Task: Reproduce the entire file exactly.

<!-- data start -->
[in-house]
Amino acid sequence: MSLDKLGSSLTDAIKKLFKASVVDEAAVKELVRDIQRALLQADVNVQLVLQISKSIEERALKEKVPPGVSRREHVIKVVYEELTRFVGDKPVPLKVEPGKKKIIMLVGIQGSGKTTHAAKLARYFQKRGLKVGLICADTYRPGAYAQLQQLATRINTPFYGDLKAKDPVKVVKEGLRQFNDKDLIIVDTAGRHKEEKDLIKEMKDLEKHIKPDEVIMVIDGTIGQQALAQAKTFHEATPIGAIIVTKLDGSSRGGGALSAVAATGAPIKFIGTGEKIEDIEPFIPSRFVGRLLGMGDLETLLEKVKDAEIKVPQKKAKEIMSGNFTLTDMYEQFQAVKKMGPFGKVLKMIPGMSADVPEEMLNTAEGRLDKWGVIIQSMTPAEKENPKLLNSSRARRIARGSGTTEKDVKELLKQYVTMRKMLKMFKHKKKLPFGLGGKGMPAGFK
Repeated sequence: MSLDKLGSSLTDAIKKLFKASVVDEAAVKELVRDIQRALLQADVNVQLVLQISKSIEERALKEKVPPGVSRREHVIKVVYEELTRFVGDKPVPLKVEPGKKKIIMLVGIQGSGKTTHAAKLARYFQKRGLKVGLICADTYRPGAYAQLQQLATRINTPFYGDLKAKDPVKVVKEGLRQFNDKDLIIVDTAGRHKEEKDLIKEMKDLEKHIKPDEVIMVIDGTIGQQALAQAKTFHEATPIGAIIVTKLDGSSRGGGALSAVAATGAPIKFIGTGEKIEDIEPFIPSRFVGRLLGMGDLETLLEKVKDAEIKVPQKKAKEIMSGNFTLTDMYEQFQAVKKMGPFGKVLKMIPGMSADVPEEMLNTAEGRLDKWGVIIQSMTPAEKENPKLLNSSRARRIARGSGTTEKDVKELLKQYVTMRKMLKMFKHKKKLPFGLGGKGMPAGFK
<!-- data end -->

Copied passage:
[in-house]
Amino acid sequence: MSLDKLGSSLTDAIKKLFKASVVDEAAVKELVRDIQRALLQADVNVQLVLQISKSIEERALKEKVPPGVSRREHVIKVVYEELTRFVGDKPVPLKVEPGKKKIIMLVGIQGSGKTTHAAKLARYFQKRGLKVGLICADTYRPGAYAQLQQLATRINTPFYGDLKAKDPVKVVKEGLRQFNDKDLIIVDTAGRHKEEKDLIKEMKDLEKHIKPDEVIMVIDGTIGQQALAQAKTFHEATPIGAIIVTKLDGSSRGGGALSAVAATGAPIKFIGTGEKIEDIEPFIPSRFVGRLLGMGDLETLLEKVKDAEIKVPQKKAKEIMSGNFTLTDMYEQFQAVKKMGPFGKVLKMIPGMSADVPEEMLNTAEGRLDKWGVIIQSMTPAEKENPKLLNSSRARRIARGSGTTEKDVKELLKQYVTMRKMLKMFKHKKKLPFGLGGKGMPAGFK
Repeated sequence: MSLDKLGSSLTDAIKKLFKASVVDEAAVKELVRDIQRALLQADVNVQLVLQISKSIEERALKEKVPPGVSRREHVIKVVYEELTRFVGDKPVPLKVEPGKKKIIMLVGIQGSGKTTHAAKLARYFQKRGLKVGLICADTYRPGAYAQLQQLATRINTPFYGDLKAKDPVKVVKEGLRQFNDKDLIIVDTAGRHKEEKDLIKEMKDLEKHIKPDEVIMVIDGTIGQQALAQAKTFHEATPIGAIIVTKLDGSSRGGGALSAVAATGAPIKFIGTGEKIEDIEPFIPSRFVGRLLGMGDLETLLEKVKDAEIKVPQKKAKEIMSGNFTLTDMYEQFQAVKKMGPFGKVLKMIPGMSADVPEEMLNTAEGRLDKWGVIIQSMTPAEKENPKLLNSSRARRIARGSGTTEKDVKELLKQYVTMRKMLKMFKHKKKLPFGLGGKGMPAGFK